Like Water Cuts Through Earth by Simon Flower
Every month, NWS members are invited to respond to a writing prompt in 500 words or less. We love to celebrate the immense talent and creativity in our community by featuring the work of one writer on our blog. This month, our prompt was inspired by our collaboration with Nottz Garden Project: gardens and green spaces.
Simon Flower submitted a piece of work called Like Water Cuts Through Earth. This is a gorgeously evocative piece that draws parallels between the power of nature and of perseverance. We absolutely loved the rich descriptions and the incredible sense of character and place that Simon managed to evoke in so few words; it was masterfully done and made for a very moving and profound read.
Of his piece, Simon says, “This piece was inspired by my own experience a couple of years ago. I was dealing with unexplained stomach pains and I had a few months of doctors appointments that led nowhere. I went to stay with my parents for a while, and I found that taking walks to the nearby river in the evening seemed to help. Whether it was the calming environment or the exercise, or purely placebo, I don’t know. But it was a beautiful, peaceful spot and I ended up going as much for that as for the relief.
Writing about these walks intrigued me as a way to celebrate the theme of the prompt, but also because of the interaction between the two tones this story would carry. I think it can be hard to fit a lot of dimension into microfiction, and especially with a prompt that I felt needed such a focus on setting, this was a way of packing in character and motivation that harmonised with the prompt whilst also providing a flash of something different and unexpected. The contrast in tone between the descriptions of the riverside and the medical talk gave texture and darkness to the piece that kept it interesting to me. And as I began to talk about navigating the confusing, branching paths of the river, I was surprised at how easily this thematic resolution of perseverance then presented itself to tie everything back together.”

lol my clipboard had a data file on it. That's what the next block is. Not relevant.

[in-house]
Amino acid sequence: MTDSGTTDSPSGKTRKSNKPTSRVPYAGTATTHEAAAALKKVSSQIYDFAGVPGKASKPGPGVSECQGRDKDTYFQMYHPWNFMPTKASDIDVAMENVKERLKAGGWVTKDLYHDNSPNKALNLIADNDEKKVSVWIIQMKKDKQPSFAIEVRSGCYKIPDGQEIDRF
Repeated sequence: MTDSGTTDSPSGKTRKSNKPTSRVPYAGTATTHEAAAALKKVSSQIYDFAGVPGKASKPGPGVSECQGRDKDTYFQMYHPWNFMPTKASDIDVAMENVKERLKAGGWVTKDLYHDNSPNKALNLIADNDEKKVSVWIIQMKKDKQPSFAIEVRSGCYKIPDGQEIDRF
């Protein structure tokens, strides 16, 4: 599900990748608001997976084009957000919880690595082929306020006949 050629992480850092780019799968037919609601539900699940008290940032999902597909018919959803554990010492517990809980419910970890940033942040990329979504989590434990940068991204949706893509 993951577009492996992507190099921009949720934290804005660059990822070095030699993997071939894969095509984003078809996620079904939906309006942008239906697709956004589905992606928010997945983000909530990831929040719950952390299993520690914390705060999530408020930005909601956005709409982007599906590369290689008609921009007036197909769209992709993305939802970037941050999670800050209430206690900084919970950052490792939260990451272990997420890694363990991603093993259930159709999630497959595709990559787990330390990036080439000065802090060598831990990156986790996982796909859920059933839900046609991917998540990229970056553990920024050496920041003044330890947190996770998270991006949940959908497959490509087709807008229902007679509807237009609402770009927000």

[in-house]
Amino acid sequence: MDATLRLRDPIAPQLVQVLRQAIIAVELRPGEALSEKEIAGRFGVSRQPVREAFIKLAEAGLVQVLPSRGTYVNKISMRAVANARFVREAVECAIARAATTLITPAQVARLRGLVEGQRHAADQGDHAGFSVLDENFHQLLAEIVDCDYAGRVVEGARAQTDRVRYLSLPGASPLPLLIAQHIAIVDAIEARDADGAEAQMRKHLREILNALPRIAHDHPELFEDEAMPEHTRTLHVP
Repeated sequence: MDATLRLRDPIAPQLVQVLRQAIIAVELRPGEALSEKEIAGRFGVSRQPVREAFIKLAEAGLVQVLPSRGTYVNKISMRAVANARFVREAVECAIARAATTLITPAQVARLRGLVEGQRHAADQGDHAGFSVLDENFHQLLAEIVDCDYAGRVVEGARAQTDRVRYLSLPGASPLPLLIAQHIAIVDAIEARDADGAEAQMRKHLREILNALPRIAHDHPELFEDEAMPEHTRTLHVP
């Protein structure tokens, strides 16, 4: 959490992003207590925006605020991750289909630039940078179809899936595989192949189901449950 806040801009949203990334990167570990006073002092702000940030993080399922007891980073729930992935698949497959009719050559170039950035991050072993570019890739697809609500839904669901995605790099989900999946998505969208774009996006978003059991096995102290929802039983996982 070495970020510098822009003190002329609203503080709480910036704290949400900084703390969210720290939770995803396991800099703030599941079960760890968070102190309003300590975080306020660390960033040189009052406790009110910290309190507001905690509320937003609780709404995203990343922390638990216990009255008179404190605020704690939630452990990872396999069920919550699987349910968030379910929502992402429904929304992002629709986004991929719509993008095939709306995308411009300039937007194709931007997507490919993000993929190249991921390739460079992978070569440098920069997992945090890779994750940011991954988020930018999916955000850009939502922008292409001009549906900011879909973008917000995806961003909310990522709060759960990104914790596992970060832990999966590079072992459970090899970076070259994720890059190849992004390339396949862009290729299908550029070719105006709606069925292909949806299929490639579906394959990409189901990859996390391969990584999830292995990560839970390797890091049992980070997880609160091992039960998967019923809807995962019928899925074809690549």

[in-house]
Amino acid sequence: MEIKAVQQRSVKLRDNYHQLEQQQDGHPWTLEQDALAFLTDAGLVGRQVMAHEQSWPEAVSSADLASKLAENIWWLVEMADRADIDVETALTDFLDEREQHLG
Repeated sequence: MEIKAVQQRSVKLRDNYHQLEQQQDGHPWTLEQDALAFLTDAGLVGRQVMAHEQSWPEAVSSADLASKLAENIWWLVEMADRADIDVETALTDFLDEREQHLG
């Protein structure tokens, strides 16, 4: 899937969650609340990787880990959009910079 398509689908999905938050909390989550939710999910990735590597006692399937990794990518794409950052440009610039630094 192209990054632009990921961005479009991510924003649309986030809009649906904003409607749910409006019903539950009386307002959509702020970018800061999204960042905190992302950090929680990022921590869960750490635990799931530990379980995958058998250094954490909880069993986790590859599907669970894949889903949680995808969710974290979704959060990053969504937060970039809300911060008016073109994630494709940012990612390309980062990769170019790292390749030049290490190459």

A huge thank you to Simon for sharing his words.
Like Water Cuts Through Earth
The bugs were getting bigger, with the weather warming. Every day, as I hit the point where the road turns to dirt like the tarmac wouldn’t take, I counted more buzzing around me. It was early summer, the sun streaking long and gold across the evening sky, and pointing directly down the hill.
It had been Mum’s suggestion, the first time. Why don’t you go for a walk? See if that does anything? I’d scoffed, because why would it? But obviously I still went, because the fuck else is there? It’s not like the doctors had been any help.
I could hear ducks as I reached the bottom, and the river rushing full and fast. From here, the houses are just dots on the horizon. In an instant you’re miles from anywhere, even though you’re not at all. The whole valley, wild grass, crops and all, appearing like a rift in the city’s fabric. Like it’s sliced up its gut, without so much as a warning.
I’d been feeling alright today. Not one of my worst. Still, I’d struggled with lunch. I just had no appetite anymore. That had them thinking maybe gastritis, but the antacids they gave me didn’t do anything. They did another round of tests.
I wandered through the big barley field, to the planks over the nearest dyke. There are a million dykes and drains splitting off the main river, so you can’t just walk along the bank. Some have fjords, but a lot don’t. You end up with all these branching paths, each one capable of sending you miles off-course.
It kept me occupied, at least. There was a field of horses a mile down the bank, and in a month I still hadn’t made it. Today I crossed the bridge at the badger den and took the nearside bank to a dyke chocked with bullrushes. I followed its snaking path toward the neighbouring village. I could see the spire of the church my dad was christened in poking above the trees.
The dyke ended at a sugar beet field. It had a rich, earthy smell I didn’t expect. I could continue around to rejoin the river, but I was getting tired and I had another blood test early tomorrow. I stopped to rest. Earlier in the week I’d seen an oak tree standing tall in an otherwise empty field. On another day, I’d fallen in nettles and come away full of stings. I’d disturbed a couple kissing in a wheat field. I’d seen the tail of a fox as it darted for the undergrowth.
But still no horses. Despite everything, you wouldn’t think it would be so difficult just to get where you’re trying to go. To push your way through, like water cuts through earth. But I found the walking helped. I turned westward, the sun streaming its last, and thought it might shine a little longer tomorrow. And I might go, if not all the way, just that little bit further again.